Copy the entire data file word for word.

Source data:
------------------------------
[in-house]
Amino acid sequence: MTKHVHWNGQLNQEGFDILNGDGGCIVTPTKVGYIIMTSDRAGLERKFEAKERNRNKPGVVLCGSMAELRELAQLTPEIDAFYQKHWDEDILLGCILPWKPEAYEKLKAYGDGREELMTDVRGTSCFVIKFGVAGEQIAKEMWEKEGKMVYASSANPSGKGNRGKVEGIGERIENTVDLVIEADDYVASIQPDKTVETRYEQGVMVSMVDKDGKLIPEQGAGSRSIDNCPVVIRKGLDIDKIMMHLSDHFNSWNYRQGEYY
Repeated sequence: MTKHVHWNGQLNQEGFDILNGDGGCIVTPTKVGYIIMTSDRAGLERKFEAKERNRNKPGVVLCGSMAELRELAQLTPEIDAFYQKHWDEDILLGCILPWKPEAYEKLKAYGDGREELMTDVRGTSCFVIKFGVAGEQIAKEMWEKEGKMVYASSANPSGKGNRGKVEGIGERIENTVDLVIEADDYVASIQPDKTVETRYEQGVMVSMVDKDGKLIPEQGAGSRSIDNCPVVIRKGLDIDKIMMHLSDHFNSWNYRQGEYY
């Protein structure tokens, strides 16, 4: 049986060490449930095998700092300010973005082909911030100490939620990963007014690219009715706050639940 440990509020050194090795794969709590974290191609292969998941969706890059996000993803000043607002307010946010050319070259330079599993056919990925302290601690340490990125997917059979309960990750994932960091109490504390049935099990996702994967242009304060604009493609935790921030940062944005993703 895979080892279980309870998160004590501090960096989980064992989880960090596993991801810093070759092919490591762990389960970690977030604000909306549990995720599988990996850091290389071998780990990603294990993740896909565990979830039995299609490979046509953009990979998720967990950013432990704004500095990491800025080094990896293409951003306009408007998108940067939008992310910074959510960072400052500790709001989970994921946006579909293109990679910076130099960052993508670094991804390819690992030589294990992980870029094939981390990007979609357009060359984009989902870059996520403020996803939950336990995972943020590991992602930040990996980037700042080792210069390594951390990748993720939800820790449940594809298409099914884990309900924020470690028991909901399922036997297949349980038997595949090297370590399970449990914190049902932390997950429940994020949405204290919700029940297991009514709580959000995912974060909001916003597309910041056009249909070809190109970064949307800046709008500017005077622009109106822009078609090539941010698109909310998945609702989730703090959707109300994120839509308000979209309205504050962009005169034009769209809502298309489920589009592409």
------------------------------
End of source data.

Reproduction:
[in-house]
Amino acid sequence: MTKHVHWNGQLNQEGFDILNGDGGCIVTPTKVGYIIMTSDRAGLERKFEAKERNRNKPGVVLCGSMAELRELAQLTPEIDAFYQKHWDEDILLGCILPWKPEAYEKLKAYGDGREELMTDVRGTSCFVIKFGVAGEQIAKEMWEKEGKMVYASSANPSGKGNRGKVEGIGERIENTVDLVIEADDYVASIQPDKTVETRYEQGVMVSMVDKDGKLIPEQGAGSRSIDNCPVVIRKGLDIDKIMMHLSDHFNSWNYRQGEYY
Repeated sequence: MTKHVHWNGQLNQEGFDILNGDGGCIVTPTKVGYIIMTSDRAGLERKFEAKERNRNKPGVVLCGSMAELRELAQLTPEIDAFYQKHWDEDILLGCILPWKPEAYEKLKAYGDGREELMTDVRGTSCFVIKFGVAGEQIAKEMWEKEGKMVYASSANPSGKGNRGKVEGIGERIENTVDLVIEADDYVASIQPDKTVETRYEQGVMVSMVDKDGKLIPEQGAGSRSIDNCPVVIRKGLDIDKIMMHLSDHFNSWNYRQGEYY
């Protein structure tokens, strides 16, 4: 049986060490449930095998700092300010973005082909911030100490939620990963007014690219009715706050639940 440990509020050194090795794969709590974290191609292969998941969706890059996000993803000043607002307010946010050319070259330079599993056919990925302290601690340490990125997917059979309960990750994932960091109490504390049935099990996702994967242009304060604009493609935790921030940062944005993703 895979080892279980309870998160004590501090960096989980064992989880960090596993991801810093070759092919490591762990389960970690977030604000909306549990995720599988990996850091290389071998780990990603294990993740896909565990979830039995299609490979046509953009990979998720967990950013432990704004500095990491800025080094990896293409951003306009408007998108940067939008992310910074959510960072400052500790709001989970994921946006579909293109990679910076130099960052993508670094991804390819690992030589294990992980870029094939981390990007979609357009060359984009989902870059996520403020996803939950336990995972943020590991992602930040990996980037700042080792210069390594951390990748993720939800820790449940594809298409099914884990309900924020470690028991909901399922036997297949349980038997595949090297370590399970449990914190049902932390997950429940994020949405204290919700029940297991009514709580959000995912974060909001916003597309910041056009249909070809190109970064949307800046709008500017005077622009109106822009078609090539941010698109909310998945609702989730703090959707109300994120839509308000979209309205504050962009005169034009769209809502298309489920589009592409």